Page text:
development process rather than after. Coupled with this cooperative
system of standards development is the ensuring of fairness through:
1) a required balance of interest between producers, users, and
general interest members and
2) a voting process that ensures due process.
The ASTM process transcends what entities could do individually
because it bridges gaps of technology, combines resources and
overcomes lines of competition. The result is a product of the
highest credibility, integrity, and marketplace acceptance.
Understanding the hierarchy within ASTM is integral to appreciating
the value of the ASTM standards development and approval process.
The hierarchy comprises three basic levels: main committees, subcommittees,
and task groups. Task groups perform most of the leg-work and
research that forms the basis of draft standards. Once the group
completes its work, it forwards these drafts through the hierarchy
for review and voting. The standard must gain subcommittee, main
committee, and Society approval before becoming an official ASTM
At each level, voting requirements are enforced to ensure fairness.
When the draft has been reviewed and accepted at all levels, the
draft becomes an ASTM standard and is published. Depending upon
the need for the standard, drafting and approval can occur in
a few months, a year, or more.
The U.S. Standards System
The United States is very different from other countries of the
world, where usually one organization is designated as the major
standards developer and that organization is closely tied to,
if not a part of the government. There are many organizations
that comprise the U.S. standardization system including government
and non-government organizations.
In the United States, there are essentially two broad categories
of standards with regard to regulationmandatory and voluntary.
Mandatory standards are set by government and can be either procurement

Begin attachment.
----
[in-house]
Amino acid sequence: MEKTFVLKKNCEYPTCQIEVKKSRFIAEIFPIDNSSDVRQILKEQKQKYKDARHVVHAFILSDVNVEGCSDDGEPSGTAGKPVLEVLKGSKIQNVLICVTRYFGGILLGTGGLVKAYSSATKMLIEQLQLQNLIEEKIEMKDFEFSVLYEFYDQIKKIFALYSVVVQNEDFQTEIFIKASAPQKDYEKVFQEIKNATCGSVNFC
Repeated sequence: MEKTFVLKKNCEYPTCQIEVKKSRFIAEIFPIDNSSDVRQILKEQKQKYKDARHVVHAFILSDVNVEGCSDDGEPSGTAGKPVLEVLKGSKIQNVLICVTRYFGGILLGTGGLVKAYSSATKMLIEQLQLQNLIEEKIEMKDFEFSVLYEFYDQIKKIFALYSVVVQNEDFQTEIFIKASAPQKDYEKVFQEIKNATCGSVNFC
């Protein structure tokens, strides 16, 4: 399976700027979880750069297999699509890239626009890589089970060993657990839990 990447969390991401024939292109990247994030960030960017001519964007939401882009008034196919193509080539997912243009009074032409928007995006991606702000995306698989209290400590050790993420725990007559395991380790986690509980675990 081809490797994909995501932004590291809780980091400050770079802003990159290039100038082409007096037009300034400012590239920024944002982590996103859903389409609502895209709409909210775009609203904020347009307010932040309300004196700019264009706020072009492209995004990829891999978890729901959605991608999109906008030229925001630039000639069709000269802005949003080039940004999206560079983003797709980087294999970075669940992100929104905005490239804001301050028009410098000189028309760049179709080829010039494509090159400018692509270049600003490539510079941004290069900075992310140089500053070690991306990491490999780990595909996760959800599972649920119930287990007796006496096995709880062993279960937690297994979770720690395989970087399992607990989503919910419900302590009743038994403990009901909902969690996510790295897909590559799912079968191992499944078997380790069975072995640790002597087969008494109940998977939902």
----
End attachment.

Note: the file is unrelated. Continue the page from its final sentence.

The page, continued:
or regulatory standards. A procurement standard sets out the requirements
that must be met by government suppliers; regulatory standards
may set health, safety, environmental, or other criteria.
Voluntary standardsIn the United States, the voluntary standards
development system is called voluntary for two reasons. First,
participation in the system is voluntary. Second, the standards
produced usually are intended for voluntary use. Voluntary consensus
standards are developed through the participation of all interested
stakeholders including producers, users, consumers, and representatives
of government and academia.
In the United States, the distinction between voluntary and mandatory
standards is not clear cut. Often, government standards developers
refer in their regulations to privately developed standards, and
in that reference give the standard the force of federal, state,
or local law.
Building codes, for example, reference hundreds of standards developed
by voluntary standards organizations. Since building codes are
the province of government, the referenced standards have the
force of law and must be adhered to. Regulatory agencies such
as the Environmental Protection Agency, the Food and Drug Administration,
and the Department of Housing and Urban Development also reference
hundreds, if not thousands of voluntary consensus standards in
lieu of developing their own documents. These too, have the force
of law once they are referenced in a government regulation. In
the wake of the U.S. National Technology Transfer and Advancement